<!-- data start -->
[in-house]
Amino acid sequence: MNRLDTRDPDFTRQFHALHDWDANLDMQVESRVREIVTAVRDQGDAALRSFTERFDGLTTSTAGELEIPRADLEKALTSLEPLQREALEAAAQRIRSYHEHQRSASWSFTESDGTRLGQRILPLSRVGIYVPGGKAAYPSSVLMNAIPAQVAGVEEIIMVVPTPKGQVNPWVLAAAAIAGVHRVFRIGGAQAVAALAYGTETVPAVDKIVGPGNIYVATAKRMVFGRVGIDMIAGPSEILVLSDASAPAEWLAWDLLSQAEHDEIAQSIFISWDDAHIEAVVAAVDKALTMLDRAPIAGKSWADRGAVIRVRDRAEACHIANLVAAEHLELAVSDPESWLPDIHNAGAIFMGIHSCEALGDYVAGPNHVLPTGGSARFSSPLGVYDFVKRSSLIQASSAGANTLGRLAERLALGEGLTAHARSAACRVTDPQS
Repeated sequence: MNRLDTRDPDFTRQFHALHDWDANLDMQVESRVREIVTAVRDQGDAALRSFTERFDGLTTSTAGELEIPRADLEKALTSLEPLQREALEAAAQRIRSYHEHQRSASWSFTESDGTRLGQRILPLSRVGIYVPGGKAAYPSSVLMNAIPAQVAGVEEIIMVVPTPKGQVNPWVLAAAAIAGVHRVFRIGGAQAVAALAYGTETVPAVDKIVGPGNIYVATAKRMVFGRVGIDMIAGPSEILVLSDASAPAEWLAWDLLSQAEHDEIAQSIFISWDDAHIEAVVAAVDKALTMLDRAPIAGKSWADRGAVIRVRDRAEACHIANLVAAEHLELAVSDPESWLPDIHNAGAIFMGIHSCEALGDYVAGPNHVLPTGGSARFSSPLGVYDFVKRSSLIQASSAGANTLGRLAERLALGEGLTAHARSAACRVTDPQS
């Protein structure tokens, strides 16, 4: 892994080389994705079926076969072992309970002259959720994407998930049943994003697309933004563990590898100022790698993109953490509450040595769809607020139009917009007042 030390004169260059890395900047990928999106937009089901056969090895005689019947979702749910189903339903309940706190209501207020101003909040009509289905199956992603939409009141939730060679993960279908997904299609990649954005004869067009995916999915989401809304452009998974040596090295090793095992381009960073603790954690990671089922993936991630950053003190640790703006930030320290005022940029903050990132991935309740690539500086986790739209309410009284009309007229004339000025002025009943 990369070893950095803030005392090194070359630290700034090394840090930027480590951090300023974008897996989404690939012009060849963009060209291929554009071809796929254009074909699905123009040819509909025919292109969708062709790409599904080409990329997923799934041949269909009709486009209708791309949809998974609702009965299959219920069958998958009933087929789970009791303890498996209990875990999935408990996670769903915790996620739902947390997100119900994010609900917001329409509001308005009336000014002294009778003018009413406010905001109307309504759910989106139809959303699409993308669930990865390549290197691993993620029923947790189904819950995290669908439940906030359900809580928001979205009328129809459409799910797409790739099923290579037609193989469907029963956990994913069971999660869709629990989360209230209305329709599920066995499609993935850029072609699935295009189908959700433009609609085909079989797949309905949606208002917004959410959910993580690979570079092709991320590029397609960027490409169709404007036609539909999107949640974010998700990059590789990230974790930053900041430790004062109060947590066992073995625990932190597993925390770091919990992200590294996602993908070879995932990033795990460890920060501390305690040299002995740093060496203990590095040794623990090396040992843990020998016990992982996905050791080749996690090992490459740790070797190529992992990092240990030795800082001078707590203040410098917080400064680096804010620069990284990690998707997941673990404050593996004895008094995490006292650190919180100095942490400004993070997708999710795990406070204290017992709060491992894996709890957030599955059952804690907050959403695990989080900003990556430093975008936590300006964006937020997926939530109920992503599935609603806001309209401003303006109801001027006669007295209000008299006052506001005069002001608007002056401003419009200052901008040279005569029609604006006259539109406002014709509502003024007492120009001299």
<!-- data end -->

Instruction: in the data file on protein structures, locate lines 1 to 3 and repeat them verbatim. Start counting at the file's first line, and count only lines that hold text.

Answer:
[in-house]
Amino acid sequence: MNRLDTRDPDFTRQFHALHDWDANLDMQVESRVREIVTAVRDQGDAALRSFTERFDGLTTSTAGELEIPRADLEKALTSLEPLQREALEAAAQRIRSYHEHQRSASWSFTESDGTRLGQRILPLSRVGIYVPGGKAAYPSSVLMNAIPAQVAGVEEIIMVVPTPKGQVNPWVLAAAAIAGVHRVFRIGGAQAVAALAYGTETVPAVDKIVGPGNIYVATAKRMVFGRVGIDMIAGPSEILVLSDASAPAEWLAWDLLSQAEHDEIAQSIFISWDDAHIEAVVAAVDKALTMLDRAPIAGKSWADRGAVIRVRDRAEACHIANLVAAEHLELAVSDPESWLPDIHNAGAIFMGIHSCEALGDYVAGPNHVLPTGGSARFSSPLGVYDFVKRSSLIQASSAGANTLGRLAERLALGEGLTAHARSAACRVTDPQS
Repeated sequence: MNRLDTRDPDFTRQFHALHDWDANLDMQVESRVREIVTAVRDQGDAALRSFTERFDGLTTSTAGELEIPRADLEKALTSLEPLQREALEAAAQRIRSYHEHQRSASWSFTESDGTRLGQRILPLSRVGIYVPGGKAAYPSSVLMNAIPAQVAGVEEIIMVVPTPKGQVNPWVLAAAAIAGVHRVFRIGGAQAVAALAYGTETVPAVDKIVGPGNIYVATAKRMVFGRVGIDMIAGPSEILVLSDASAPAEWLAWDLLSQAEHDEIAQSIFISWDDAHIEAVVAAVDKALTMLDRAPIAGKSWADRGAVIRVRDRAEACHIANLVAAEHLELAVSDPESWLPDIHNAGAIFMGIHSCEALGDYVAGPNHVLPTGGSARFSSPLGVYDFVKRSSLIQASSAGANTLGRLAERLALGEGLTAHARSAACRVTDPQS